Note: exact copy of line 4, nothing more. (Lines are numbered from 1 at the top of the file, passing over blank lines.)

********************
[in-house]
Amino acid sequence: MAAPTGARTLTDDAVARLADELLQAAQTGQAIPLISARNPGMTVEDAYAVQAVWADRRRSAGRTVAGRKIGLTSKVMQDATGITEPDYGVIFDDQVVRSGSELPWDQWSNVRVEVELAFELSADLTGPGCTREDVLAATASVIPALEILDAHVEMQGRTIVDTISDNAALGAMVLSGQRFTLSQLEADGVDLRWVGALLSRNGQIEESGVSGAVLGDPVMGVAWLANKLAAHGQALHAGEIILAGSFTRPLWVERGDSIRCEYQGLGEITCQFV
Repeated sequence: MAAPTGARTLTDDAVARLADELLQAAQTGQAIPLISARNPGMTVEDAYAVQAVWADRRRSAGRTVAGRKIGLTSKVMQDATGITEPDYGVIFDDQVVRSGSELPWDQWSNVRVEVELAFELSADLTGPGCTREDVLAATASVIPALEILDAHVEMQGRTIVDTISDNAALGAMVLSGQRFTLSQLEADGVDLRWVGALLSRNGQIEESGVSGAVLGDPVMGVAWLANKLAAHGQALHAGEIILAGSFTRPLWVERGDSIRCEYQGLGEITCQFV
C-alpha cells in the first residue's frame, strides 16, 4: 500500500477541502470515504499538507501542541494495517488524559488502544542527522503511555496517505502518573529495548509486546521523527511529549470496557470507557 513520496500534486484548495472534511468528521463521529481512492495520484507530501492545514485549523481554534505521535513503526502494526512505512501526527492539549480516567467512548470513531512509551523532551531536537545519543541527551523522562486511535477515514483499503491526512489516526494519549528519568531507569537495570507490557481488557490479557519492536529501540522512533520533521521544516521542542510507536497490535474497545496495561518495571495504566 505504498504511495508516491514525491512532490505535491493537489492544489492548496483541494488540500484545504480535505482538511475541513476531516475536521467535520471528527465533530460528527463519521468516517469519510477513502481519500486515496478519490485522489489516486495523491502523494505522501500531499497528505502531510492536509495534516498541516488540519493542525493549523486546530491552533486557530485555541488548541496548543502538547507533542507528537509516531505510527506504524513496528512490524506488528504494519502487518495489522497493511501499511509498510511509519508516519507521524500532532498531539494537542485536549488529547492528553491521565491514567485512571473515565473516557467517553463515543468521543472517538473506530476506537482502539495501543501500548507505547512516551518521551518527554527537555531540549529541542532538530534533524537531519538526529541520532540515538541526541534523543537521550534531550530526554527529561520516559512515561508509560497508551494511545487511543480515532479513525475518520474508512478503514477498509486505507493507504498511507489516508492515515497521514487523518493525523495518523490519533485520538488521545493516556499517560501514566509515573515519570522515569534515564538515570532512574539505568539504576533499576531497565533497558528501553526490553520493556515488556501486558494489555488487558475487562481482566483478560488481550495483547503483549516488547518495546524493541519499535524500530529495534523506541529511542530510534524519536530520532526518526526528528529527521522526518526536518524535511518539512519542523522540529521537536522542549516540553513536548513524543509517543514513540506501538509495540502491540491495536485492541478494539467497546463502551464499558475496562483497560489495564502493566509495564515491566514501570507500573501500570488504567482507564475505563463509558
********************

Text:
C-alpha cells in the first residue's frame, strides 16, 4: 500500500477541502470515504499538507501542541494495517488524559488502544542527522503511555496517505502518573529495548509486546521523527511529549470496557470507557 513520496500534486484548495472534511468528521463521529481512492495520484507530501492545514485549523481554534505521535513503526502494526512505512501526527492539549480516567467512548470513531512509551523532551531536537545519543541527551523522562486511535477515514483499503491526512489516526494519549528519568531507569537495570507490557481488557490479557519492536529501540522512533520533521521544516521542542510507536497490535474497545496495561518495571495504566 505504498504511495508516491514525491512532490505535491493537489492544489492548496483541494488540500484545504480535505482538511475541513476531516475536521467535520471528527465533530460528527463519521468516517469519510477513502481519500486515496478519490485522489489516486495523491502523494505522501500531499497528505502531510492536509495534516498541516488540519493542525493549523486546530491552533486557530485555541488548541496548543502538547507533542507528537509516531505510527506504524513496528512490524506488528504494519502487518495489522497493511501499511509498510511509519508516519507521524500532532498531539494537542485536549488529547492528553491521565491514567485512571473515565473516557467517553463515543468521543472517538473506530476506537482502539495501543501500548507505547512516551518521551518527554527537555531540549529541542532538530534533524537531519538526529541520532540515538541526541534523543537521550534531550530526554527529561520516559512515561508509560497508551494511545487511543480515532479513525475518520474508512478503514477498509486505507493507504498511507489516508492515515497521514487523518493525523495518523490519533485520538488521545493516556499517560501514566509515573515519570522515569534515564538515570532512574539505568539504576533499576531497565533497558528501553526490553520493556515488556501486558494489555488487558475487562481482566483478560488481550495483547503483549516488547518495546524493541519499535524500530529495534523506541529511542530510534524519536530520532526518526526528528529527521522526518526536518524535511518539512519542523522540529521537536522542549516540553513536548513524543509517543514513540506501538509495540502491540491495536485492541478494539467497546463502551464499558475496562483497560489495564502493566509495564515491566514501570507500573501500570488504567482507564475505563463509558